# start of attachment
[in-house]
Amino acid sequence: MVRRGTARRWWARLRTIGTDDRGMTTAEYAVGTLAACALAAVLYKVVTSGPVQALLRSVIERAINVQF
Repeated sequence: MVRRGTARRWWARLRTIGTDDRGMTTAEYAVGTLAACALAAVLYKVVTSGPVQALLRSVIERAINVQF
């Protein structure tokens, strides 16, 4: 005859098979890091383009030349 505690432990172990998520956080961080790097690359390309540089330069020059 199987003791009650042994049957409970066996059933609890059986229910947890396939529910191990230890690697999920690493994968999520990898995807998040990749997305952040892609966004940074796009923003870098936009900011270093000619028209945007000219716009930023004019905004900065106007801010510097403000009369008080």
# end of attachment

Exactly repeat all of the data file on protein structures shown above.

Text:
[in-house]
Amino acid sequence: MVRRGTARRWWARLRTIGTDDRGMTTAEYAVGTLAACALAAVLYKVVTSGPVQALLRSVIERAINVQF
Repeated sequence: MVRRGTARRWWARLRTIGTDDRGMTTAEYAVGTLAACALAAVLYKVVTSGPVQALLRSVIERAINVQF
């Protein structure tokens, strides 16, 4: 005859098979890091383009030349 505690432990172990998520956080961080790097690359390309540089330069020059 199987003791009650042994049957409970066996059933609890059986229910947890396939529910191990230890690697999920690493994968999520990898995807998040990749997305952040892609966004940074796009923003870098936009900011270093000619028209945007000219716009930023004019905004900065106007801010510097403000009369008080």